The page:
Automotive Interior clearcoats, for rigid and flexible substrates, represent an important segment within the automotive coating domain. Besides providing good aesthetic appeal to the automotive interior, these coatings are intended to ensure long-term protection of interior surfaces from the damages during their service life. Resistance to chemicals and fluids, scratch resistance and prolonged preservation of aesthetics are among the important attributes of such coatings. Such coatings, therefore, need to be formulated by careful balance of physical, mechanical and haptic properties.
Crosslink density of the cured coating (XLD) and its Solubility Parameter (SP) are the two Predominant factors influencing the properties of clearcoats based on a given chemistry. XLD, which is a measure of number of crosslinks between polymeric chains per unit volume of coated film, has profound effect on coating microstructure, and hence on both chemical and mechanical properties. In general, at a given DFT, coatings with higher XLD have lower free-volume and hence tend to resist permeation of solvents and fluids into the coating, providing good resistance to chemicals and fluids. Such coatings also tend to be stiffer (higher modulus) and exhibit greater scratch resistance. SP of the coating film provides information about its affinity to various chemicals and solvents. A chemical or solvent can effectively permeate a coating if its numerical value of SP is comparable to that of the coating. Thus, SP is an important factor affecting resistance of chemicals such as DEET, suntan lotion, oils, and greases, to name a few which frequently encounter automotive interior surfaces.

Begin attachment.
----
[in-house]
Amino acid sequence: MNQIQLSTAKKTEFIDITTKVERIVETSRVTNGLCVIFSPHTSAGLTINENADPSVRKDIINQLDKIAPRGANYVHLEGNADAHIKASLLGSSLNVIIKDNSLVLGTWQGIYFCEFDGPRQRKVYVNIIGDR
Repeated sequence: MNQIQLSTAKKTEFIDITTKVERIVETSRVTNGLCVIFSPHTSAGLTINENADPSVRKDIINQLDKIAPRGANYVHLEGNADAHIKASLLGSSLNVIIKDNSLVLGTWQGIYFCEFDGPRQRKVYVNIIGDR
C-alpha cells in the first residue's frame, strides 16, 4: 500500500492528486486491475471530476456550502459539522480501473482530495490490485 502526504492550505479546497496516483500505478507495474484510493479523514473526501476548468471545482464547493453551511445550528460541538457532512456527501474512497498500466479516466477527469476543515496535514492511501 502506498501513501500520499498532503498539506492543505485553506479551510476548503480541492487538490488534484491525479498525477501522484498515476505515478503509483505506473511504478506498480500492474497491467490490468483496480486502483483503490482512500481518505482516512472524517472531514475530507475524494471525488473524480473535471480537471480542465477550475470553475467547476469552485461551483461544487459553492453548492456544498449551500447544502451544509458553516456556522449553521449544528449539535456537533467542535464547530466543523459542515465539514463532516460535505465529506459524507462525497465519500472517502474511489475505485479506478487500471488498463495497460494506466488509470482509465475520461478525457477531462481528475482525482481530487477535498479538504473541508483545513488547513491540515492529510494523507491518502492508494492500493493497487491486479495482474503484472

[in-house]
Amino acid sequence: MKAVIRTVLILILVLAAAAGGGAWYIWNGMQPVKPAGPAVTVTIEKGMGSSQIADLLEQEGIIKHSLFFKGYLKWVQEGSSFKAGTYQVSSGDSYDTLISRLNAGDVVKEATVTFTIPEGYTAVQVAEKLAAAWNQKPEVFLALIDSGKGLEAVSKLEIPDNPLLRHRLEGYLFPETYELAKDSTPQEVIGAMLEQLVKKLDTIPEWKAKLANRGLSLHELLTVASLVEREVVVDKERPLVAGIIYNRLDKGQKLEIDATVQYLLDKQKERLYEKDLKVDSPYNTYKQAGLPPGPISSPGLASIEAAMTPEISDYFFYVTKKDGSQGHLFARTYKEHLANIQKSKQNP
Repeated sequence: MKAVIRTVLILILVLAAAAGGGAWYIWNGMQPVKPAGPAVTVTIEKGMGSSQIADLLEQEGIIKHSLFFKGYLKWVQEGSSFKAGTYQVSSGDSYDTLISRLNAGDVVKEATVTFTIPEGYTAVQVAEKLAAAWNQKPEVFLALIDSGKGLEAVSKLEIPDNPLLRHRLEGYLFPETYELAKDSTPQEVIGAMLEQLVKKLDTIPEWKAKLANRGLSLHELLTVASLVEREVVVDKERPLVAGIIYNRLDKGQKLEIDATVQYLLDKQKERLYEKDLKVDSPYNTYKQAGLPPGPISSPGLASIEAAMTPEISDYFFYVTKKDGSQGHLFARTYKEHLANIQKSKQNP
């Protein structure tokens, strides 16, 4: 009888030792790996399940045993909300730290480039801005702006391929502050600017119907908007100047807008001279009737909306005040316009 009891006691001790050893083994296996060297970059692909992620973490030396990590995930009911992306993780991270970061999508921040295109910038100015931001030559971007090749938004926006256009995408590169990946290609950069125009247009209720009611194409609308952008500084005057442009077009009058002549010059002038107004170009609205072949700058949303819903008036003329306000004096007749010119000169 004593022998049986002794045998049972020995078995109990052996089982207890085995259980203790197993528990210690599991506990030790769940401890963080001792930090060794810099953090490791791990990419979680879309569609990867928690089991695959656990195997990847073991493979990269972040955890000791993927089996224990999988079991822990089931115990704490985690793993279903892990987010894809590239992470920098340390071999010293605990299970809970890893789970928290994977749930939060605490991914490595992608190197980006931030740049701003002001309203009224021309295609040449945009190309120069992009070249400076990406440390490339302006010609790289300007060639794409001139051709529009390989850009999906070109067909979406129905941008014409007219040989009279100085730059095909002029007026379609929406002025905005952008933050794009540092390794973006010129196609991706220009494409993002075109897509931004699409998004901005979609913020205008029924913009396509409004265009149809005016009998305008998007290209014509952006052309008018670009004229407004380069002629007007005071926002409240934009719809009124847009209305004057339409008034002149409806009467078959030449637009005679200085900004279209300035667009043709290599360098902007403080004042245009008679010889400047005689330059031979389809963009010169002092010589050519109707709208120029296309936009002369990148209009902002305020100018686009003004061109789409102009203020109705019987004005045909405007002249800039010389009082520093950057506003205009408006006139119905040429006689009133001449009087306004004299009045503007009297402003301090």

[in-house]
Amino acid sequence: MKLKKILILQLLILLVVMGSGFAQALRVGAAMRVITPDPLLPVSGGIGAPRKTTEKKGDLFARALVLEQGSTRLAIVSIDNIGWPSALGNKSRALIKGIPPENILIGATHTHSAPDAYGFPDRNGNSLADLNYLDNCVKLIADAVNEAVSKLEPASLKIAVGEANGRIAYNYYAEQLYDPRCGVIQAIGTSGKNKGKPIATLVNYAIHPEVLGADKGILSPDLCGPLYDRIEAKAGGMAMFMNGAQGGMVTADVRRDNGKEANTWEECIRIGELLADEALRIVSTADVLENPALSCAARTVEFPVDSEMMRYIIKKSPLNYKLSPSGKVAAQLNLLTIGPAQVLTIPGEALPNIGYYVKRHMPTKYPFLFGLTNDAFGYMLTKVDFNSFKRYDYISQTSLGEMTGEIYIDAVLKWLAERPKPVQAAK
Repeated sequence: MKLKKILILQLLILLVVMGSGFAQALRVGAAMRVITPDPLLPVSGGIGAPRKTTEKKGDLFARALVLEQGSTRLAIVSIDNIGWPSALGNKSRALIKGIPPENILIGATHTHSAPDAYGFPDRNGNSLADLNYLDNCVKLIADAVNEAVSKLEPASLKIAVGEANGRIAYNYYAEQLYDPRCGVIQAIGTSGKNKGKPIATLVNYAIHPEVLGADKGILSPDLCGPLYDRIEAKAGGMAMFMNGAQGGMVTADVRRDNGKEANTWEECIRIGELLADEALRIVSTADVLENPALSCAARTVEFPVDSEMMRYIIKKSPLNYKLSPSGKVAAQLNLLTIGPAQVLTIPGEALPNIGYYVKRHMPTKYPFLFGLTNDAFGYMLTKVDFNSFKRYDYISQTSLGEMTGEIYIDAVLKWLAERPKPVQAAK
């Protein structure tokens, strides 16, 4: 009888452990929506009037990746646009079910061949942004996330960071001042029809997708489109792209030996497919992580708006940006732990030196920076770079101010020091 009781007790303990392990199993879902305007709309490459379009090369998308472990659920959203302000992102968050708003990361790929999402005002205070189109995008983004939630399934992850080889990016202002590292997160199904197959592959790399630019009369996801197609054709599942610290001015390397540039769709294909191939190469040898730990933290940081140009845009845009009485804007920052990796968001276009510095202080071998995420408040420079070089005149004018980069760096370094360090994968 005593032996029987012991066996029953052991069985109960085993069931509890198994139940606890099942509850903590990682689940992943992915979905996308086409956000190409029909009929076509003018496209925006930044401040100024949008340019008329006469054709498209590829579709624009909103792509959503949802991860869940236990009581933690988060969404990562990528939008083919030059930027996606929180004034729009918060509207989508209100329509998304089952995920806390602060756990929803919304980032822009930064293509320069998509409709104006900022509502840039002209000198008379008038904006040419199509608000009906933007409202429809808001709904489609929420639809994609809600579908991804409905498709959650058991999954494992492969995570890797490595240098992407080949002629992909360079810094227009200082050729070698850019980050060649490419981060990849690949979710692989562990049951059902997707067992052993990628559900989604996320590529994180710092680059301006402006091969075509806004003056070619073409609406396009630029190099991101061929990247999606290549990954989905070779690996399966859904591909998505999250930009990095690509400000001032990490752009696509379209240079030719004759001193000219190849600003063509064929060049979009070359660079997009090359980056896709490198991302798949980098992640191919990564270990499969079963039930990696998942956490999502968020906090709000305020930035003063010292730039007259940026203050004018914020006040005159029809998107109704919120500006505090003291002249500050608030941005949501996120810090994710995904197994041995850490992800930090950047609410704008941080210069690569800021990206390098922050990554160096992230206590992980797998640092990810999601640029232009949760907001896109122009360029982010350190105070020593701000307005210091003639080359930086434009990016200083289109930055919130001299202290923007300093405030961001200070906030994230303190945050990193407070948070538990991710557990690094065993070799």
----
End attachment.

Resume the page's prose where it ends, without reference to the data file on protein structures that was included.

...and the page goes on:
Our present study investigates the effects and interactions of XLD, SP, and DFT on the performance of the interior automotive clearcoats. We have formulated a range of 2K Polyurethane and Polyol/Melamine type coatings, with varying XLD and applied at various DFT, and their chemical and mechanical properties have been measured. The XLDs were determined by the swelling method using thirteen different solvents with varying SP. XLDs have also been determined using Dynamic Mechanical Analysis (DMA). The results of this study provided us with some useful information and insights on how these inter-related and complex factors playout. The outcome of this study is very useful for both formulators and end-users of such coatings, in material selection, troubleshooting, as well as in optimizing the performance of automotive interior clearcoats.
Parth Vagholkar is DSCT FOCUS Scholar and a senior graduate student of MS program in Polymer and Coatings Technology at Eastern Michigan University. He has a bachelor degree in Polymer Engineering and Technology from the Institute of Chemical Technology, Mumbai, India. As a part of his MS degree, he is currently working on a research project on automotive clearcoats under Prof. Vijay Mannari’s supervision. Besides DSCT FOCUS scholarship, Parth Vagholkar is also a recipient of two scholarships— Kuo Chang-Pei Scholarship and Polymers & Coatings Scholarship by the College of Technology at EMU.